There's an exercise in which a person is supposed to fall back while another person stands behind her, to see if the falling person can trust the other person to catch her. It's called a trust exercise, and for 30 years of my life, I was unable even to attempt it.
When my now husband got down on one knee by a lake in Rhode Island on a midsummer's eve, and proposed that we hitch our wagons to the same star, I came as close as I’d ever been to falling back into another person's arms.
For years he had discussed this exercise with me. His only hesitation about a life together was my hesitation, not about him — I knew he and I fit hand in glove — but my distrust of permanent partnership.
How could he build a sturdy foundation with someone who was forever anticipating tectonic shifts?
I have been laboring at the same art forms —acting since I was 11 and ballet since I was six — all of my life. I have never abandoned a friend or even changed my hairstyle. I have much in the way of internal consistency. And yet I am prone to taking flight. Conflict makes me nervous; so does being sedentary.
My parents divorced when I was ten, and my schedule was one of constant jumping from one apartment to the other. My parents divided up the week so that I switched apartments nearly every night. Additionally, each parent moved to a new place for every year of high school. I collected old addresses like postage stamps — or perverse badges of resiliency. I developed a passion for packing and preparing to depart a place at a moment's notice. I wrote lists of anything I might need on a trip, as though I were a businesswoman or an international spy. It became a compulsive game. I had to make it fun to survive the roiling anxiety my parents’ arrangement caused.
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Underwear, pens, books, shoes, shirts. What else, what else, what else? Was I ready? Always this question first: was I prepared to leave any apartment immediately? The idea of “home” was replaced by the concept of mere “destination,” and all destinations felt temporary. I occupied spaces without relaxing my weight; I perched without exhaling.
This anxiety followed me for half my life.
I was forever intolerant of my own state of being — restless, unmoored, but somehow more comfortable bobbing from one relationship to the next, one city to the next, than I was committing to a path or person.
I moved back and forth between New York and Los Angeles twice; in the former I felt hungrily disconnected from the city’s glamour, splendor, and pace — an outsider; in the latter I felt equally isolated and flat, suddenly, absurdly sure that the sidewalks of New York would restore my equilibrium, like a pacemaker for the soul. And I’d get on a plane once more.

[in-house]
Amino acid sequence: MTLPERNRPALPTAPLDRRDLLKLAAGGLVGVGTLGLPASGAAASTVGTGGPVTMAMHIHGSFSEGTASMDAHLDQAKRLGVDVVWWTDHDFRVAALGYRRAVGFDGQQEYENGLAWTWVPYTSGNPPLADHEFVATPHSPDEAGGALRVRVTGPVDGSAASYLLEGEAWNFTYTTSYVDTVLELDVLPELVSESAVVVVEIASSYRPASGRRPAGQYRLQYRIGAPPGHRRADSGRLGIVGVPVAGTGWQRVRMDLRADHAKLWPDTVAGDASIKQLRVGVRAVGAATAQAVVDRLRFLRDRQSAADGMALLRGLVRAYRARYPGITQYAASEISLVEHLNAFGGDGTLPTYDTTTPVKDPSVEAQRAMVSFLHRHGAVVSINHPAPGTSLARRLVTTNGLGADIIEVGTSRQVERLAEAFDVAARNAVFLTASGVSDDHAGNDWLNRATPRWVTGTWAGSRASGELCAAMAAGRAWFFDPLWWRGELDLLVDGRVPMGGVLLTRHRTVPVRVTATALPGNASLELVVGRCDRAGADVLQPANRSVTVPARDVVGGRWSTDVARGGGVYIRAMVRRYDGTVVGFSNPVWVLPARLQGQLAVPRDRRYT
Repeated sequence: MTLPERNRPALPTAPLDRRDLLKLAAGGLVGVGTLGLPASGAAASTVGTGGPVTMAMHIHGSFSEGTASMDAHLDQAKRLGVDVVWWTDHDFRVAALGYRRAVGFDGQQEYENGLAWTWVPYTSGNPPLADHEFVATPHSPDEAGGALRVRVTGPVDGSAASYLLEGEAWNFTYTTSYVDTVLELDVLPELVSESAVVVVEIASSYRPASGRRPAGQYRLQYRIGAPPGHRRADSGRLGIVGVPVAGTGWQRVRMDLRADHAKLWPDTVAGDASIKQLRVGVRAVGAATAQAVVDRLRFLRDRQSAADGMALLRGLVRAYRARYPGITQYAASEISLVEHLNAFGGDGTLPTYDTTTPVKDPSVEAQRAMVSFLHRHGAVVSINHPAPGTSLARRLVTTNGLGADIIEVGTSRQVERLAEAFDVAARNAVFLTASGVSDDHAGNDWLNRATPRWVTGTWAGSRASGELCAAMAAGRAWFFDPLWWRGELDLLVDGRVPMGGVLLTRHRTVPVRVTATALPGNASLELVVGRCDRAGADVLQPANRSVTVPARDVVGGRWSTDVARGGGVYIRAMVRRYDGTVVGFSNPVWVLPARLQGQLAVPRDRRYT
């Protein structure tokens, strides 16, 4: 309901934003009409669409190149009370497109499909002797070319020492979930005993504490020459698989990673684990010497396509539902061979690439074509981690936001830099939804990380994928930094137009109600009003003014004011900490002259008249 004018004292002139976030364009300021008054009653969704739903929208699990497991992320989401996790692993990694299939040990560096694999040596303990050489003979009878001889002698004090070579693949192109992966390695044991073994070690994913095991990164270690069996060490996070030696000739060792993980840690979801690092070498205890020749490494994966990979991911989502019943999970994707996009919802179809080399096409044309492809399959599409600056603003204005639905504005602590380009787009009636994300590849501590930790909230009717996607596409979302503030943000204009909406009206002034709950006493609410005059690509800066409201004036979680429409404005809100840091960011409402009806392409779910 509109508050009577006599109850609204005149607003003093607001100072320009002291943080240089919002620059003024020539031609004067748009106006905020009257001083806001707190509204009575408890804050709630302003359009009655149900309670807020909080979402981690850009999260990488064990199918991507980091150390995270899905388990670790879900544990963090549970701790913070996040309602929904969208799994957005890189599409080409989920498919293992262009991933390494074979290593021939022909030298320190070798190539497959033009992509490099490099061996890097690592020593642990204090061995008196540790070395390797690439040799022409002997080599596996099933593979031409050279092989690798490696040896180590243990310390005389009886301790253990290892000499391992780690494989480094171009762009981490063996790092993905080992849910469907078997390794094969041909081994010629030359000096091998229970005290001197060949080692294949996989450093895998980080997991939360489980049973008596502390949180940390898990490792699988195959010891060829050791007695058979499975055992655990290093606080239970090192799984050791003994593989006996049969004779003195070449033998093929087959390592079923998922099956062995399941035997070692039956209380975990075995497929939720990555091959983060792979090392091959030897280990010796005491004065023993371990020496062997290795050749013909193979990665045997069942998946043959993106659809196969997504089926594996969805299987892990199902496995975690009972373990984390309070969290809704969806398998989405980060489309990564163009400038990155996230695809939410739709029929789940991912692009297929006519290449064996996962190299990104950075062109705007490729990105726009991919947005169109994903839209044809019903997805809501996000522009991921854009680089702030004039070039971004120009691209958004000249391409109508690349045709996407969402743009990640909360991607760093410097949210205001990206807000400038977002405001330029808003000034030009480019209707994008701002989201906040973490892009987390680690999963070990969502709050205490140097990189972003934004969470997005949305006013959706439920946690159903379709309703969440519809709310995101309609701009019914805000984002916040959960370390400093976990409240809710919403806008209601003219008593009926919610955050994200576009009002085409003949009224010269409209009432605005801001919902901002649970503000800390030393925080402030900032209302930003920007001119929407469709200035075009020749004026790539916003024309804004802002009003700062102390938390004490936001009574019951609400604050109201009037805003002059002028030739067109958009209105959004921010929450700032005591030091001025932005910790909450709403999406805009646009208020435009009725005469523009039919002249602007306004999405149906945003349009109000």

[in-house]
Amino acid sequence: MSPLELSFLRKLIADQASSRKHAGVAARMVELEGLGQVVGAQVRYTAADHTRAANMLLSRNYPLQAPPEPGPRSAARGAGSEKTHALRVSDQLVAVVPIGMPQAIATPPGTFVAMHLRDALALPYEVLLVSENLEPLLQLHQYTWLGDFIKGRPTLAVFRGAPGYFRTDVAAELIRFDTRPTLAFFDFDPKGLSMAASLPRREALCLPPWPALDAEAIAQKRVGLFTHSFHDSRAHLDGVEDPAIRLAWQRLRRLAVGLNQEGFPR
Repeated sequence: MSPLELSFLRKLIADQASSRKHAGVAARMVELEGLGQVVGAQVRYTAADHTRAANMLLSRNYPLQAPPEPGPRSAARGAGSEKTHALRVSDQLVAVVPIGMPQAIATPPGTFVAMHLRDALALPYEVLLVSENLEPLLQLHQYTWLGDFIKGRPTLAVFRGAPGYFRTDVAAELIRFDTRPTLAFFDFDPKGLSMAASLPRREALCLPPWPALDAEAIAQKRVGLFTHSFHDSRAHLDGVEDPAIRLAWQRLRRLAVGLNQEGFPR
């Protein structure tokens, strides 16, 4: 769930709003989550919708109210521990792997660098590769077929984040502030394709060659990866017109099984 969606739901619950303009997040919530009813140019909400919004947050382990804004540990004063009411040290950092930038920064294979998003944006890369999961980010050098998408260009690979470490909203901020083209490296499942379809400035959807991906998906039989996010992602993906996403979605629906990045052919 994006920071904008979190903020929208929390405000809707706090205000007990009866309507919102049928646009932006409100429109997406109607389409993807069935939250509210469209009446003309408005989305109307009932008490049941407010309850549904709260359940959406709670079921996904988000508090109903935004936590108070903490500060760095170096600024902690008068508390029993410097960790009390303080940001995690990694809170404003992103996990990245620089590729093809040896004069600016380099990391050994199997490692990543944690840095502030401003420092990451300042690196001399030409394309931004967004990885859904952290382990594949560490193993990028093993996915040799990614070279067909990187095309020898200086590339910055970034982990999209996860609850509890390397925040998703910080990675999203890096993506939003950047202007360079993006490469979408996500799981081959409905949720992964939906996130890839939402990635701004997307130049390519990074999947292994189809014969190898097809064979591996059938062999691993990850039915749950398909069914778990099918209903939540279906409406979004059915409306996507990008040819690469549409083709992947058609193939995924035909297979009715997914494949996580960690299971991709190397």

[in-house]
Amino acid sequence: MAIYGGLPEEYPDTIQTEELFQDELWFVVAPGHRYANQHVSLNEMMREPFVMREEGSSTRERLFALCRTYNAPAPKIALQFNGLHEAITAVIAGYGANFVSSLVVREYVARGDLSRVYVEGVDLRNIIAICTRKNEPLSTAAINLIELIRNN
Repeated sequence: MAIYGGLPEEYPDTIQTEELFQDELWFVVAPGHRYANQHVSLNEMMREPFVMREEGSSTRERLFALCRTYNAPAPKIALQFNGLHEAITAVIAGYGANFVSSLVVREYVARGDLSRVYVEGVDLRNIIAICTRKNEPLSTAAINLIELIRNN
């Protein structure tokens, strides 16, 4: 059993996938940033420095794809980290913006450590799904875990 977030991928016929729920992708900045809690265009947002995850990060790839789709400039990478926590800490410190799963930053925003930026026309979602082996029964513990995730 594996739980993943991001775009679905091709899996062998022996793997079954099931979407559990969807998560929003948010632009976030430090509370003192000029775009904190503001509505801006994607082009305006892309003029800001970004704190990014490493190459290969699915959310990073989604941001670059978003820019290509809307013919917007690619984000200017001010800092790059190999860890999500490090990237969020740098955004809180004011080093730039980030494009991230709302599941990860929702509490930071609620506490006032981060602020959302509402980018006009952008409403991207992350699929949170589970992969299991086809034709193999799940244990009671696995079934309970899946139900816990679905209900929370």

Then I met my future husband. On a warm December night, we walked to The Paris Theatre on Fifth Avenue. The film was forgettable, the night a perfect memory. We sat resplendent in the balcony — enjoying every moment, holding hands, whispering jokes, sharing candy.
Courtship settled into a groove that was both romantic and secure. I had never sensed “home” in another person. I’d met the love of my life. He was funny and sweet and decent. He cared about the things I cared about. Still, my urge to flee reasserted itself. I was, as ever, coiled and ready to spring. But a more powerful muscle was at work: my heart, which now belonged to my future husband.
He placed a condition on marriage: I had to trust him.
There was nothing as undermining as a person lacking faith in you, he told me, and he couldn't operate under the daily knowledge that our relationship might be fleeting. He knew that in my experience, marriages ended in divorce and that as a child I’d constructed a game, using suitcases, extra underwear, and bus schedules — the stuff of shared custody — as my props.
To my husband, this casual acceptance that things might fade, or worse, erupt in ground-shaking conflict, was incompatible with happy monogamy. Our shared presumption had to be of abiding companionship through life’s inevitable tumult — marriage as a port, not a thing to eventually flee.
After we were engaged, we tried the trust exercise several times. I never managed to do it; I always broke my own fall before he had the chance to catch me. Still, we got married on a Gothic, rain-swept October night nearly four years after our first date. As the wind rustled along Germantown Avenue in Mount Airy, Pennsylvania, we exchanged vows in another old theater — The Sedgewick — built in the 1920s. Its paint was peeling, and the art deco flourishes in its lobby were rusty and darkened by soot; this sense of history, of permanence, was well suited as the backdrop to marital vows. It also lent drama appropriate to our professions: I’m an actor, and my husband writes screenplays.
Ultimately, it was my husband who decided to play the trust game — to fall backward — and I’ve caught him every day for ten years.
He's caught me right back. I’ve proved my own trustworthiness in the accumulated trust falls of a decade’s worth of marriage. It was not just meeting the right person, or even marrying, that stabilized me; it was the investment of incremental bits of trust over time. My husband posed the challenge, and I accepted it. The reward has been immeasurable.
I still like packing; some habits die hard. But now I channel my passion into placing my family’s things in the same suitcase as my own. My idea of safety is now rooted in people, not luggage. I am no longer perpetually perched, nor living life as if it were a string of train stations. I still love taking flight, but I can’t imagine landing without my flock.